For those who have the flexibility and desire to do so, Teams + Robots can also empower administrators to conduct remote observations, either recorded or streamed. We’ve found remote observations to be most effective when teachers have buy-in selecting the lesson they stream or recording multiple videos and sharing one of their choice. Teams by Swivl turns a post-observation discussion into a personalized, interactive, multimedia resource for professional learning.
Teams by Swivl turns a post-observation discussion into a personalized, interactive, multimedia resource for professional learning.
In addition to support for teachers in need, video coaching helps directly address the moments that make teachers lament “we are not trained for this.” When students may need support from outside experts, Teams + Robot makes situations portable and consultable.
In the most extreme cases, where a school psychologist or trauma-informed expert must be brought in, video coaching helps get students and teachers the help they need faster by bringing clarity to the situation.
It’s time for schools take important steps forward
Regular self-reflection and video coaching help schools begin to rebuild by giving teachers and students more support.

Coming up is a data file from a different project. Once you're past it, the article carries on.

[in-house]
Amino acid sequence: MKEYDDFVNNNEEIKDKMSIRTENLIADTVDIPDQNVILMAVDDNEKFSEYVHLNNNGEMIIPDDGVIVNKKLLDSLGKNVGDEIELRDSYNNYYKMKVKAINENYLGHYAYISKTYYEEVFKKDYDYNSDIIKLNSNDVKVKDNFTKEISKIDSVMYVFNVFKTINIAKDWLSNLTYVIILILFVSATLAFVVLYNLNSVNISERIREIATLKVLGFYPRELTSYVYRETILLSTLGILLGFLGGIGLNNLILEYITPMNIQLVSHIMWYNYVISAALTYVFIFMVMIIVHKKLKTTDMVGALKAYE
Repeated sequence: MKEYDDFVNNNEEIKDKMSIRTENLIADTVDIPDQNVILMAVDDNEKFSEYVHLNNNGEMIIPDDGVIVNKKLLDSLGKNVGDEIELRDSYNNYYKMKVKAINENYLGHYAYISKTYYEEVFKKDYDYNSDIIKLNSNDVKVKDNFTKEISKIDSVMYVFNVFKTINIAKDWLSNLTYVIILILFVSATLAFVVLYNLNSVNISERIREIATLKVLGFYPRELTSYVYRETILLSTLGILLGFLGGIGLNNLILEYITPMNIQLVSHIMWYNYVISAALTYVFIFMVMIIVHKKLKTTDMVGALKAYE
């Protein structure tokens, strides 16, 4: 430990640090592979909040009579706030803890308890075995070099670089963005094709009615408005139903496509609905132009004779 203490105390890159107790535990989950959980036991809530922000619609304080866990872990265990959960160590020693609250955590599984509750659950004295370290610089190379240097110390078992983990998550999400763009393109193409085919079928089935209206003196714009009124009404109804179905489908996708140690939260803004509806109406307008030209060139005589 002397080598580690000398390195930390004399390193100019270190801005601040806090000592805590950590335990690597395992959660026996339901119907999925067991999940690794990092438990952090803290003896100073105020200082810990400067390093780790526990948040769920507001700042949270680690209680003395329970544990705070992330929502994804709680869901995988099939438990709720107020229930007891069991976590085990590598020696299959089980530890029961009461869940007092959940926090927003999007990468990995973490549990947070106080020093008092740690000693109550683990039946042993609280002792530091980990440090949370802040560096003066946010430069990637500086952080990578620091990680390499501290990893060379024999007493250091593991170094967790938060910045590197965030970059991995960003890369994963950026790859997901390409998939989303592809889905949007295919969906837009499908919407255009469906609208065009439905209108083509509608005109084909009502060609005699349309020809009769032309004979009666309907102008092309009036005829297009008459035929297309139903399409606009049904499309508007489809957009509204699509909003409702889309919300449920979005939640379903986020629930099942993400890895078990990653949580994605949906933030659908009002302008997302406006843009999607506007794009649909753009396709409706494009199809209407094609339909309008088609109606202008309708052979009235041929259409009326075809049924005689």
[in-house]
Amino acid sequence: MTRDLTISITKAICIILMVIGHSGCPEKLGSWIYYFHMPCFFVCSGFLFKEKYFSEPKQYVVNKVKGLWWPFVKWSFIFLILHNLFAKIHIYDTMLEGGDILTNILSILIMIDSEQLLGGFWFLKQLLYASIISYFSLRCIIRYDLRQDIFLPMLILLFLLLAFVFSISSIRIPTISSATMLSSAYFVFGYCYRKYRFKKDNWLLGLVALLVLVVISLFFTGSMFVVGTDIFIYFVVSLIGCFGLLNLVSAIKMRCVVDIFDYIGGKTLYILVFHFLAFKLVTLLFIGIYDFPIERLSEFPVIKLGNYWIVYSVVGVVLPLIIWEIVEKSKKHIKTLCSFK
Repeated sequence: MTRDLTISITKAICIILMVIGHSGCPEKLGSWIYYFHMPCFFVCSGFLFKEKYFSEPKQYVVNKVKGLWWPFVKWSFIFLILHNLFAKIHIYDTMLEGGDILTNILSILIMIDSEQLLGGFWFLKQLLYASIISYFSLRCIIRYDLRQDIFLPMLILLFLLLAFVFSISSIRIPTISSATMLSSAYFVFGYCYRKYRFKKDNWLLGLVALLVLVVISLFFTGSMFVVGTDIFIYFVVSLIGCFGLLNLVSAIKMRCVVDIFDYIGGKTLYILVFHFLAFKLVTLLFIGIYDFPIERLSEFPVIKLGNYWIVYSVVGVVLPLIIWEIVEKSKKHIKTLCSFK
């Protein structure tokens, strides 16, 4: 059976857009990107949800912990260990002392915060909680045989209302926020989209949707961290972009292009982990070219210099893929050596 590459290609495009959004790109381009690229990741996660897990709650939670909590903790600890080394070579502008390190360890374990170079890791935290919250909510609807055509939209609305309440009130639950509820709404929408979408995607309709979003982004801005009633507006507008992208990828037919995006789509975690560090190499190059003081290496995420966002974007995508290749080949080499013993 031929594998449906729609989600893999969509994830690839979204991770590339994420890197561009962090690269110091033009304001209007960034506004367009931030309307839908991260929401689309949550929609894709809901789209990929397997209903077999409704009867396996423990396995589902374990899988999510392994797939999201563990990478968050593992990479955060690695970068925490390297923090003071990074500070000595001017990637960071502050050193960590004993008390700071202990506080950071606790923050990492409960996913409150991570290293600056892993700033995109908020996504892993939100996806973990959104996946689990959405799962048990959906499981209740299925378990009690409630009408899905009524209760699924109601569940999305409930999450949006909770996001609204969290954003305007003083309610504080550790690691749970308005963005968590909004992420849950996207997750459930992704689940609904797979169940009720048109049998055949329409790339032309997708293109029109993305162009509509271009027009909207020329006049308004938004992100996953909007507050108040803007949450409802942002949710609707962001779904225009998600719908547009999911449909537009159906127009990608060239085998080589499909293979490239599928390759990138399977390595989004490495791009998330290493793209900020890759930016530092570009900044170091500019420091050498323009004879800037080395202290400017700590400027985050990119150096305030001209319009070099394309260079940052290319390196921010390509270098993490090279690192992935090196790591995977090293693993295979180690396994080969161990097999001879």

Through self-reflection, peer collaboration and instructional coaching, teachers can improve classroom management and share best practices during a time of increased behavioral issues. Through virtual observations and walk-throughs, administrators can give personalized feedback at scale and better understand teachers’ challenges while saving time and ensuring compliance. For the rare cases, schools can bring in trauma-informed experts to consult and coach on challenging situations documented through objective, high-quality audio and video.
In each of these cases, both the written, time-stamped, professional conversation and the high-quality audio and video recording of the classroom are there for stakeholders to refer to. A one-time conversation becomes a chance for continuous growth.
While technology is often a contributor to modern problems, we must look for where it can provide solutions. Through frequent video coaching not tied to salary or evaluations, school leaders can ensure teachers improve classroom management, students rebuild their most essential competencies, and everyone begins to take important steps forward.